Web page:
SEG Y

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The first rule of the SEG-Y format is that no-one follows the SEG-Y format.

SEGY, SEG Y, or SEG-Y, pronounced 'segg why', is a seismic data file format. The name stands for the Society of Exploration Geophysicists 'Y' format.

Background

SEG-Y means seismic data. For many of us, it's the only type of seismic file we have much to do with — we might handle others, but for the most part they are closed, proprietary formats that 'just work' in the application they belong to (Landmark's brick files, say, or OpendTect's CBVS files). Processors care about other kinds of data — the SEG has defined formats for field data (SEG-D) and positional data (SEG-P), for example. But SEG-Y is the seismic file for everyone. Kind of.

The open SEG-Y "standard" (those air quotes are an important feature of the standard) was defined by SEG in 1975. The first revision, Rev 1, was published in 2002. The second revision, Rev 2, was announced by the SEG Technical Standards Committee at the SEG Annual Meeting in 2013 and I imagine we'll start to see people using it in 2014.

Revision 0

The original SEG Y data exchange format was introduced in 1975.[1]

Revision 1

New high-density media and the widespread adoption of 3D seismic data necessitated an update to the format. Rev 1 was adopted in 2002 and introduced the following improvements over the original specification:[2]

  • File may be written to any medium that is resolvable to a stream of variable length records.
  • Data word formats now include 4-byte IEEE float and 1-byte integer words.
  • A small number of additional fields in the 400-byte binary file header and the 240-byte trace header were defined.
  • Some other fields in those headers were clarified.
  • An extended text file header, consisting of additional 3200-byte blocks, was introduced.
  • The data in the extended header uses a stanza layout; standard stanzas were defined.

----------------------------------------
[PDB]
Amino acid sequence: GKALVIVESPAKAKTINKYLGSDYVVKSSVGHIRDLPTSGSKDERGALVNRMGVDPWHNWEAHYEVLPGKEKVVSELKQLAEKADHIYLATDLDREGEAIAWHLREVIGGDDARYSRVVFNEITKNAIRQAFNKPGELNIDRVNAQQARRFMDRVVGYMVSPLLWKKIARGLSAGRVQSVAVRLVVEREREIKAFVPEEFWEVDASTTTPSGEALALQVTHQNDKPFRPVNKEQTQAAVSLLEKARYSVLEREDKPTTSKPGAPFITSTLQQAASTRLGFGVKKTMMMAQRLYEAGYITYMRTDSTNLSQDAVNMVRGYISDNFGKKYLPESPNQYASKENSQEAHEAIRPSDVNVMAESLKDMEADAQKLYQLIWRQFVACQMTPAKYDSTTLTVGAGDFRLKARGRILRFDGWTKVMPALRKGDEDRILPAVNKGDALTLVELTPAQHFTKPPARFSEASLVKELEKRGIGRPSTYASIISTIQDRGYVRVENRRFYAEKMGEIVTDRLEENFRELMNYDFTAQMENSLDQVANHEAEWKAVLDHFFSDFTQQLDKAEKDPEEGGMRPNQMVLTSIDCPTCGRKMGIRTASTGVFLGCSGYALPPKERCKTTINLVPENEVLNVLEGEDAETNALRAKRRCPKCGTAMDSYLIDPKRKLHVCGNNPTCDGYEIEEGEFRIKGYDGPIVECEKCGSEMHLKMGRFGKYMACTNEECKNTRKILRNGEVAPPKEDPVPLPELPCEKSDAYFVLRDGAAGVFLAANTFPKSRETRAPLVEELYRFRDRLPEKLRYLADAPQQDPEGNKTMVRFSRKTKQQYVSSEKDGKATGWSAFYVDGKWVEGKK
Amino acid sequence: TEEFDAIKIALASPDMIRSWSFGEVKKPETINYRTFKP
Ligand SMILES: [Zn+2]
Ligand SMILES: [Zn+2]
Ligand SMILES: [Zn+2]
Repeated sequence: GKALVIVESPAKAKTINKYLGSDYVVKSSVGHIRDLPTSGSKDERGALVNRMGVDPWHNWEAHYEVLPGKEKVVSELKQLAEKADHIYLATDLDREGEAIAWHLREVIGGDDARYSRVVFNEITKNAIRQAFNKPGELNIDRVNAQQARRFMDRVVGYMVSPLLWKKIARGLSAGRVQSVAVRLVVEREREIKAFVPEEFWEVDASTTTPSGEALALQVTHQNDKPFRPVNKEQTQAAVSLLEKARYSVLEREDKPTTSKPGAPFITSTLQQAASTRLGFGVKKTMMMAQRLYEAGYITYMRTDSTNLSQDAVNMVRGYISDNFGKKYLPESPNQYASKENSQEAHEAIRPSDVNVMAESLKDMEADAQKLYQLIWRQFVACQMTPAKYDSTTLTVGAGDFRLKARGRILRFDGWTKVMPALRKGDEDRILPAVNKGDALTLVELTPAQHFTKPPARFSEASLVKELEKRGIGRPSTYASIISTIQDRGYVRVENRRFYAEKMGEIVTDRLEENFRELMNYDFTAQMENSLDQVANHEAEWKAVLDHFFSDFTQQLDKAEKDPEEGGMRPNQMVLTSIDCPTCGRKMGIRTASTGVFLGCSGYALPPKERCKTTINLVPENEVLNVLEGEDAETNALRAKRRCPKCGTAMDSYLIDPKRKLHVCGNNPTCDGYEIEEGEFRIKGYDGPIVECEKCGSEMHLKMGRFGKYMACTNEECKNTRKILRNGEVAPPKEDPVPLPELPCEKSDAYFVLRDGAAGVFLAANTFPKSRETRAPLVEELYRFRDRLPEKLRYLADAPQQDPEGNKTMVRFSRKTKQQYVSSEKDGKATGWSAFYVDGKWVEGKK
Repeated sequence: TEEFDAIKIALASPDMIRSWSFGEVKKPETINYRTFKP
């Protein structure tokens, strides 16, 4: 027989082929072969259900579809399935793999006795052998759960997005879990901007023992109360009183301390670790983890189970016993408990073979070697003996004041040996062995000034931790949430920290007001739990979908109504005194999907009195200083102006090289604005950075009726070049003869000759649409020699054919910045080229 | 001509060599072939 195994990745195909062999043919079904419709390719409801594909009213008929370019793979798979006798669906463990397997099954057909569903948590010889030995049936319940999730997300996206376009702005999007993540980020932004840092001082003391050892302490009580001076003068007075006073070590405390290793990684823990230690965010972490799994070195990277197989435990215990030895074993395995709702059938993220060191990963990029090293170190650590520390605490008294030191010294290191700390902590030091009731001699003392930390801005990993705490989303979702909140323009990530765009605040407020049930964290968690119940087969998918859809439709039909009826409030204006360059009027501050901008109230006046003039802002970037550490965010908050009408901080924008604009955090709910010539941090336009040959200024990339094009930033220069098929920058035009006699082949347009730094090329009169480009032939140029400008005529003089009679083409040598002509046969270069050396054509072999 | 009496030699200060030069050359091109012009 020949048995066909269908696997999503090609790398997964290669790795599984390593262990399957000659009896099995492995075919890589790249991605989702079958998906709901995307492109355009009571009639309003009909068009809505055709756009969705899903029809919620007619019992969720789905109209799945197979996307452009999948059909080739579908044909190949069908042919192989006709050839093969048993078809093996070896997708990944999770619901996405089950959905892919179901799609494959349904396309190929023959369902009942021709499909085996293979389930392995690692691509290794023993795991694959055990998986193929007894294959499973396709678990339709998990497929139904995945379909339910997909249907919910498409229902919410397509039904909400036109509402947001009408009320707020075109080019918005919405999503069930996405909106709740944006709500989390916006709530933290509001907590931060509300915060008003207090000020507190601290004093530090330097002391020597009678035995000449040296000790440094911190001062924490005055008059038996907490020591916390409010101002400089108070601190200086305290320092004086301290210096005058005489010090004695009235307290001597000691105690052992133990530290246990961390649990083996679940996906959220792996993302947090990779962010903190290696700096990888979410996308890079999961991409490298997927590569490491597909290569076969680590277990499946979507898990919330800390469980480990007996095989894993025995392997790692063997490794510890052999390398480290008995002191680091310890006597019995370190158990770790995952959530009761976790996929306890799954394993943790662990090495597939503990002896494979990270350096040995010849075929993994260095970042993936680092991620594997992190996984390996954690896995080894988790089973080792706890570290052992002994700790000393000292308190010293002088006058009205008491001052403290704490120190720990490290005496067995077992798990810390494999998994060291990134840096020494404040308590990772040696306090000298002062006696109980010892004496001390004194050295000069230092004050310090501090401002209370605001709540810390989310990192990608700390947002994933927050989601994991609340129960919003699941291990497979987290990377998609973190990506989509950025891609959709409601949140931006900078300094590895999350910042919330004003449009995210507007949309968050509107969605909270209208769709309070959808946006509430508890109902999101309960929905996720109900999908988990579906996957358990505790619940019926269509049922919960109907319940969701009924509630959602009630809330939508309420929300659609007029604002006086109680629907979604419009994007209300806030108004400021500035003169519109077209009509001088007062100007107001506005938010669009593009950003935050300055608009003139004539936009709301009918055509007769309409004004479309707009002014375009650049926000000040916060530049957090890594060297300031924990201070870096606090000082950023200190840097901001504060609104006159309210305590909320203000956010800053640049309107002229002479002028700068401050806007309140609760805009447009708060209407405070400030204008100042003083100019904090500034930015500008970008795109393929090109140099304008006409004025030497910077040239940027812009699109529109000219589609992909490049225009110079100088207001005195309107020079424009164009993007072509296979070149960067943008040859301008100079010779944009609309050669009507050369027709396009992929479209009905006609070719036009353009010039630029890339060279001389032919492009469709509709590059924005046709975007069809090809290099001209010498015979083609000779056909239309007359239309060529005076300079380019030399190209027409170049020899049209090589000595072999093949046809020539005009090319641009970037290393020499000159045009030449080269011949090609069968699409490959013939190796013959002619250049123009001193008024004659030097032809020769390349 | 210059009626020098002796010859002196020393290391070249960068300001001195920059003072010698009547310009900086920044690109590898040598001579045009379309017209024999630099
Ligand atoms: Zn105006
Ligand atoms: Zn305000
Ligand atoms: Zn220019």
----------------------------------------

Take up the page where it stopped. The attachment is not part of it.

• Trace identification was expanded.
  • Engineering conversions were introduced.
  • The text file header can be ASCII encoded, not only EBCDIC.

The byte stream of a Rev 1 file looks like so:

SEGY file byte stream structure.svg

This table only shows the most important items. Rows labelled strongly recommended are noted as such in the SEG Y standard specification.[2] Those fields marked recommended are worth using as defined here, based on experience.[3]

Start byte Bytes Description Note
1 4 Trace sequence number within line Strongly recommended
9 4 Original field record number Strongly recommended
13 4 Trace number in original field record Strongly recommended
29 2 Trace identification code, see below Strongly recommended
115 2 Samples in trace Strongly recommended
117 2 Sample interval, ms Strongly recommended
181 4 X coordinate of ensemble position of this trace Recommended
185 4 Y coordinate of ensemble position of this trace Recommended
189 4 3D inline number Recommended for 3D
193 4 3D crossline number, usually same as ensemble number in bytes 21–24 Recommended for 3D
197 4 Shotpoint number, probably 2D only Recommended for 2D

See the full table

Revision 2

The byte stream looks like:

SEGY rev 2 stream.png

Rev 2 has been approved as of March 2017; it is awaiting official ratification by SEG. When released, it will have the following features:[4]

  • Allow up to 65 535 additional 240-byte trace headers; bytes 233–240 reserved for trace header name.
  • Stanzas can appear after the trace data in a 'data trailer'.
  • Support up to 232 – 1 (that's nearly 4.3 billion!) samples per trace.
  • Support up to 264 – 1 (1.8 × 1019) traces per line or ensemble.
  • Permit arbitrarily large and small sample intervals.
  • Support 3-byte and IEEE 8-byte (64-bit) sample formats.
  • Support little endian and pairwise byte swapping.
  • Support microsecond date and time stamps.
  • Provide for additional precision in coordinates, depths, elevations.
  • Synchronize coordinate reference system specification with SEG-D Rev 3.
  • Include depth, velocity, EM, gravity and rotational sensor data.
  • Backward compatible with Rev 1, as long as undefined fields were filled with binary zeros.

SEG-Y file handling libraries

Most proprietary seismic interpretation software has a way to read SEG Y data into the application. The only open source application we know of is OpendTect. There are several Python libraries for reading SEG Y files, for example SegPY, by Rob Smallshire, and ObsPy, by Moritz Beyreuther and others.

If you just want the SEG Y data in some other format, e.g. an image, then I have used segy2ascii with good results.

References

  1. Barry, K, D Cavers, and C Kneal (1975). Report on recommended standards for digital tape formats. Geophysics 40 (2), 344–352. Online PDF.
  2. 2.0 2.1 http://www.seg.org/documents/10161/77915/seg_y_rev1.pdf
  3. Matt 13:59, 3 January 2013 (UTC)
  4. SEG-Y Rev 2 Draft, August 2015. http://community.seg.org/web/technical-standards-committee/documents/-/document_library/view/6062543

External links

  • SEG Y — Wikipedia entry

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